Democratic Kampuchea: Hierarchy/Egalitarianism and Pol Pot


Hinton, Alexander

2002 Purity and Contamination in the Cambodian Genocide IN Cambodia Emerges From the Past: Eight Essays. Judy Ledgerwood, ed. DeKalb, IL: Northern

Illinois University Center for Southeast Asian Studies, p. 60-90.

Jackson, Karl

1989 The Ideology of Total Revolution IN Cambodia: 1975-1978: Rendezvous with Death. Karl Jackson, ed. Princeton, NJ: Princeton University Press, p. 37-78.

Smith, Frank

1989 Interpretive Accounts of the Khmer Rouge Years: Personal Experience in Cambodian Peasant World View.  Madison, WI: University of Wisconsin-

Madison, Center for Southeast Asian Studies, Occasional Paper No. 18.

How can we make sense of the Democratic Kampuchea (DK) period, if we consider traditional Khmer ideas of social hierarchy and power discussed in lesson one? There are three basic ways to characterize the period:

  1. Egalitarianism replaced traditional social hierarchy
  2. One group of leaders replaced a prior group of leaders within the social hierarchy
  3. The traditional social hierarchy was reversed.

1. If you are analyzing the DK period in terms of ideology, then the first of these of three arguments has some merit. Karl Jackson writes,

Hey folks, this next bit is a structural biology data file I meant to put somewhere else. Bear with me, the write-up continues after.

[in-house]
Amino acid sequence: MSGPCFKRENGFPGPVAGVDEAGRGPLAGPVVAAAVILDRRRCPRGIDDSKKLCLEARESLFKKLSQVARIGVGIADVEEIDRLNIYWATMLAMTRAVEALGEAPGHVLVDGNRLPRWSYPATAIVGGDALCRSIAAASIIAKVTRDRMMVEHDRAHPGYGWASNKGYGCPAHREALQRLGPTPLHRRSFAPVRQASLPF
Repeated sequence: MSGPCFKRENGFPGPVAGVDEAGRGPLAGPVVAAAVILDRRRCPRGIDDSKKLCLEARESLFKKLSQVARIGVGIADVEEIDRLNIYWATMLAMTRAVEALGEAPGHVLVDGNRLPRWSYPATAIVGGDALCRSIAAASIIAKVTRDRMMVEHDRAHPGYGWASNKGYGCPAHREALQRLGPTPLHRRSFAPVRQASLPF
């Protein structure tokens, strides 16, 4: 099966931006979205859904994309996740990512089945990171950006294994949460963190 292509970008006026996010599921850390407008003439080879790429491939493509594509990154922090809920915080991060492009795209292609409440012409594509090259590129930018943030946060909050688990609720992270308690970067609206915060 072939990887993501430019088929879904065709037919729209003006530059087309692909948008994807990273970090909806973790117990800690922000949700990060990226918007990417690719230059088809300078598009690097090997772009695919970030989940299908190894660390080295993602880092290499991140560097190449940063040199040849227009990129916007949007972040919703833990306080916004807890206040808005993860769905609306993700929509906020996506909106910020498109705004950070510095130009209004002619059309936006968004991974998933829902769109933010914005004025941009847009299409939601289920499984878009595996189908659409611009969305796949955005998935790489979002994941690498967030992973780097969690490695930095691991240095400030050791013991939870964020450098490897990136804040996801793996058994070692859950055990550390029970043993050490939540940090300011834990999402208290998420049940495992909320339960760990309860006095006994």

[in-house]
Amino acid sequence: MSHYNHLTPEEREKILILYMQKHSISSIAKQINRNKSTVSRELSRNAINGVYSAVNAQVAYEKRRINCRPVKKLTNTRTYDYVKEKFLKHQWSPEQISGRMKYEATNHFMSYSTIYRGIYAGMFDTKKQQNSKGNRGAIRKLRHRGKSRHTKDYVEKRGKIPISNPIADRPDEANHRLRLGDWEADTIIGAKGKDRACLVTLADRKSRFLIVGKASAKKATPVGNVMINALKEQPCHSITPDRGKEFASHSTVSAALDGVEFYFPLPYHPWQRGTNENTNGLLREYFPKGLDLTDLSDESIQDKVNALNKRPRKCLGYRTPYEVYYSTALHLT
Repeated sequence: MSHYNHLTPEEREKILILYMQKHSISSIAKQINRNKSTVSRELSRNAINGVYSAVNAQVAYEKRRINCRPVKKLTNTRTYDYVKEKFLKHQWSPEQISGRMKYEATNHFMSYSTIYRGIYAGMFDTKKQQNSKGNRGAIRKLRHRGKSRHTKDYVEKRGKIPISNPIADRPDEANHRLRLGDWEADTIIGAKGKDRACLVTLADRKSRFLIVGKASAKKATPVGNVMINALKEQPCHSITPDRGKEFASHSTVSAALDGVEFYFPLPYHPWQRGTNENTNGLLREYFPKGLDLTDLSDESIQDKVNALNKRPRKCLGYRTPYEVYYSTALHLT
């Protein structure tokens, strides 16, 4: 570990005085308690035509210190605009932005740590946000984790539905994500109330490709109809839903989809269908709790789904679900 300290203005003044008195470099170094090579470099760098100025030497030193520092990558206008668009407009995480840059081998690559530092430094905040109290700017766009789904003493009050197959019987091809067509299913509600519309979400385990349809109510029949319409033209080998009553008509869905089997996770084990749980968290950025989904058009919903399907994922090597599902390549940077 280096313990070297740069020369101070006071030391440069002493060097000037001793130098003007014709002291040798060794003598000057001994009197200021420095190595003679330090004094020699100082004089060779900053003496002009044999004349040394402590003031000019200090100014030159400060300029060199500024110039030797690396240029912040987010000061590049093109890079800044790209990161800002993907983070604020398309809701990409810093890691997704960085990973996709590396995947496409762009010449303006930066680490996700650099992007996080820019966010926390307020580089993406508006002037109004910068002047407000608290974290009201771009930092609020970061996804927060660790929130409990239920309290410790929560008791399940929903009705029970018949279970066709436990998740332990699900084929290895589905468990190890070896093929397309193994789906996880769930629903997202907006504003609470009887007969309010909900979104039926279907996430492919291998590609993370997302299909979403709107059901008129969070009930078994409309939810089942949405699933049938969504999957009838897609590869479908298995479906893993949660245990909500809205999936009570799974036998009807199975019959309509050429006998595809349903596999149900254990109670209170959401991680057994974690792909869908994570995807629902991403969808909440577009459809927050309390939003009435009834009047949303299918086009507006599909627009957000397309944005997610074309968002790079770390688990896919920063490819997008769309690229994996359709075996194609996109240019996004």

When the Khmer Rouges seized power in April 1975, they did so with the intention of obliterating its hierarchical political culture in order to reconstruct Cambodian society from ground zero as the world’s most egalitarian, and therefore revolutionary social order (1989:7).

Jackson characterizes the Khmer Rouge as "sectarians," radical egalitarians who saw the differences between people as the root of all evil. Sectarian movements are exclusive, rather than inclusive; people join to withdraw from a society seen as morally bankrupt. Such movements are dichotomous, there are believers, who are good, and nonbelievers, who are evil (1989:8). Theoretically there is perfect equality within the revolution, but the revolution must act to purge the movement of non-believers -- enemies within.